We have designed the shopping experience of our store to make it easier for the Alzheimer's & dementia communities to find the products they need for their patients and loved ones.
You can choose to shop either by Stages (Early, Middle, Late), by Category, or Browse our entire store.
* Supporting A Loved One Who Is An Alzheimer's Caregiver
1. Offer to Help With a Specific Task or Tasks on a Weekly Basis: First of all, don’t say “Let me know if I can do anything to help” or “Call me if you need anything.” These statements force the caregiver to request help, something many are not willing to do.The best thing is to assess the situation and then offer to help with one or more specific tasks. For example, you might say, “I’d like to stay with your loved one for a half day each week so you can get some respite” Or “May I mow your lawn every week?”
2. Be Persistent in Offering Help: Since many caregivers feel they should be able to do it all by themselves, you may well encounter resistance when you offer to help. The Mayo Clinic in an article entitled “Alzheimer’s: How to Help a Caregiver,” says that “If your offers of help aren’t accepted, be gently persistent.”
3. Listen Very Carefully to the Caregiver: Listening to the person —really listening—is one of the best ways to provide support. Dianne Schilling, writing on Forbes.com, discusses 10 steps to effective listening:
(a) face the speaker and maintain eye contact; (b) be attentive, but relaxed; (c) keep an open mind; (d) listen to the words and try to picture what the speaker is saying; (e) don’t interrupt and don’t impose your “solutions”; (f) wait for the speaker to pause to ask clarifying questions; (g) ask questions only to ensure understanding; (h) Try to feel what the speaker is feeling and give the speaker regular feedback; and (h) pay attention to what isn’t said—to nonverbal cues.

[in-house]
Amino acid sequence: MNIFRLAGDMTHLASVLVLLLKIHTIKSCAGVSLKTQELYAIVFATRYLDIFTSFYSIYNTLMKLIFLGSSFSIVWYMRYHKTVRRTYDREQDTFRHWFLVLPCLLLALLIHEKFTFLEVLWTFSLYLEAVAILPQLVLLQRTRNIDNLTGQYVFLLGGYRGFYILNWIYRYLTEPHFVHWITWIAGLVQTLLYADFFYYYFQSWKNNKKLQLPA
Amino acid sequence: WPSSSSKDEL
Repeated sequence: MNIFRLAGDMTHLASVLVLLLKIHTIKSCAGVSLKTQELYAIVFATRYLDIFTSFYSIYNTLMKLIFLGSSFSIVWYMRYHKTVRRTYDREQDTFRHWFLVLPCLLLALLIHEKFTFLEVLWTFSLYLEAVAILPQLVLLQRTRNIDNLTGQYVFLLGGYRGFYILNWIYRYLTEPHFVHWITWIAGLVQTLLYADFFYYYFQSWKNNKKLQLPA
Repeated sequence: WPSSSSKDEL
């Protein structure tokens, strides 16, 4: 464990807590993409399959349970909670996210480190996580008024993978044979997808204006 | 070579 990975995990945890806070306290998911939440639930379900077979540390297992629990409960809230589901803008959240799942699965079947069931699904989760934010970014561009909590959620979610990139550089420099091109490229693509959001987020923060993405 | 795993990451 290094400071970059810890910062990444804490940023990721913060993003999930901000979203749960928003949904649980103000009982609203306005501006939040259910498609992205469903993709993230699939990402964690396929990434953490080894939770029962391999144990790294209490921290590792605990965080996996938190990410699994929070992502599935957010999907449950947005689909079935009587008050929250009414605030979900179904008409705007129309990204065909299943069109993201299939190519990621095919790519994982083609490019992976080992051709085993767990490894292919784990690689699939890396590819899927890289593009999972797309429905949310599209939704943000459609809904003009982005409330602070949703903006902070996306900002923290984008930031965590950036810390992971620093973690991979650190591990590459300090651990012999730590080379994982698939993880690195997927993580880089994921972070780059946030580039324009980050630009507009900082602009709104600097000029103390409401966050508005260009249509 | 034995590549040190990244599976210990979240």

4. Don’t Try to Fix the Problem: This advice, which applies equally for listening to people with any problem, is especially important. This is because people with a problem typically just want to be heard. So listen carefully and acknowledge how the person is feeling.
5. Watch Your Language:
Don’t Say “What a Shame” When the Person Passes Away: Saying it’s a shame tends to diminish the person with the illness, which can upset the caregiver. It’s best not to say this unless you’re sure the loved one feels the same way. Don’t Say “It’s a Blessing” When the Person Passes Away: Some caregivers may be deep in the clutches of grief and may be devastated that the person died, no matter how advanced their state of disease was. Saying it’s a blessing would tend to minimize their grief.